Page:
“…they never attack the same place twice. They were testing the fences for weaknesses, scientifically. They remember.”
This quote is from the 1993 film Jurassic Park, where Robert Muldoon (played by actor Robert Peck), is explaining the intelligence of velociraptors enclosed in a state-of-the-art compound….
Cybercriminals aren’t physically confined in compounds, but they do have advanced technology at their fingertips, and they act in exactly the same way: testing your defenses and looking for weaknesses in your technology, processes and colleagues.
They do this by building a picture of you, like a jigsaw puzzle, determining your fraud strategy piece by piece. They’ll start at the edges, looking for quick wins… then they move to the center, perhaps seeking help from cohorts on the dark web offering guides on general jigsaw puzzles, or even the specific one you have.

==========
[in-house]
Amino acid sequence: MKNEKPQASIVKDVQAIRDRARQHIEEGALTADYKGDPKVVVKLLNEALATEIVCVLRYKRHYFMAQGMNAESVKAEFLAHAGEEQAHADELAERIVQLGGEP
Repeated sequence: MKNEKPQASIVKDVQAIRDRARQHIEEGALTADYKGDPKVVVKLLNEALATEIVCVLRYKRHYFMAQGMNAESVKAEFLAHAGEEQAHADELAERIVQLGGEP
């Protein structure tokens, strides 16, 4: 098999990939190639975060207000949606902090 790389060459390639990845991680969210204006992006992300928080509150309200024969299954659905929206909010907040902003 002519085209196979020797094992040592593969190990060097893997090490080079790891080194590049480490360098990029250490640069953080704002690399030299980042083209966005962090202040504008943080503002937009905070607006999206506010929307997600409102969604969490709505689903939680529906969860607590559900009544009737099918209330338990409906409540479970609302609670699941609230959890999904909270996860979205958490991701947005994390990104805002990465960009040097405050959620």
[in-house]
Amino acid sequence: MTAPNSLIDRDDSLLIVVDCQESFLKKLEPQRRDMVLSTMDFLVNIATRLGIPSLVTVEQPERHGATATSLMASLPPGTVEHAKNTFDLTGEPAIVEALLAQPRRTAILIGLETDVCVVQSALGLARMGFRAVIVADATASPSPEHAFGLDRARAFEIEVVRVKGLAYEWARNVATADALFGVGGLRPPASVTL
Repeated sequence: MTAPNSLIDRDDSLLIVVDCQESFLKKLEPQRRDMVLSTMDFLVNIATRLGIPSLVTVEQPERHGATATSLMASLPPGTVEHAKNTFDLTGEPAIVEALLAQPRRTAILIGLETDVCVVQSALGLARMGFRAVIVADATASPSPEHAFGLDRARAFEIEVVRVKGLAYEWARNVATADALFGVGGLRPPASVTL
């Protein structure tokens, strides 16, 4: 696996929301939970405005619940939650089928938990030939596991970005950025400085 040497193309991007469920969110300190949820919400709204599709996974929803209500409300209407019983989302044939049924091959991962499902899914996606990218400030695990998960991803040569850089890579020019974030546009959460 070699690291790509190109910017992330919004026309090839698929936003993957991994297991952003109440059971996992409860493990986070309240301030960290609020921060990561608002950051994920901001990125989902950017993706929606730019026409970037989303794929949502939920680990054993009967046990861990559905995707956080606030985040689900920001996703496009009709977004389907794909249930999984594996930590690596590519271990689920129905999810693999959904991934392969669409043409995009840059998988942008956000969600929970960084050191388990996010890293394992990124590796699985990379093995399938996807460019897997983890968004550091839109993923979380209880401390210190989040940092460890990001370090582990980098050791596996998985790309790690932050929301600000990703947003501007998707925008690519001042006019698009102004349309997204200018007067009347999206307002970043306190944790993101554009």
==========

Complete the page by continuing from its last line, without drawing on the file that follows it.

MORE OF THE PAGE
Suppose we take away the puzzle box with the picture on it so they have no reference. Then we hide some of your pieces and throw in a couple from another puzzle…. By dynamically changing your strategy, your puzzle becomes harder to complete and the criminals must keep starting over, getting frustrated and eventually moving on to easier prey.
Letting cybercriminals through (but ring-fencing them along the way) means that more info can be obtained from them. With more data points available, machine learning, behavioral biometrics and other defenses become more effective because there is a more holistic view of specific criminal behaviors. Then, by comparing those behaviors with genuine customer activity, you become more effective at stopping crime and reducing false alerts.
Causing more friction is usually the last thing financial institutions want, however by increasing friction for fraudsters, you reduce their ROI, make them change their MO and ultimately become more desperate. And desperate people make mistakes.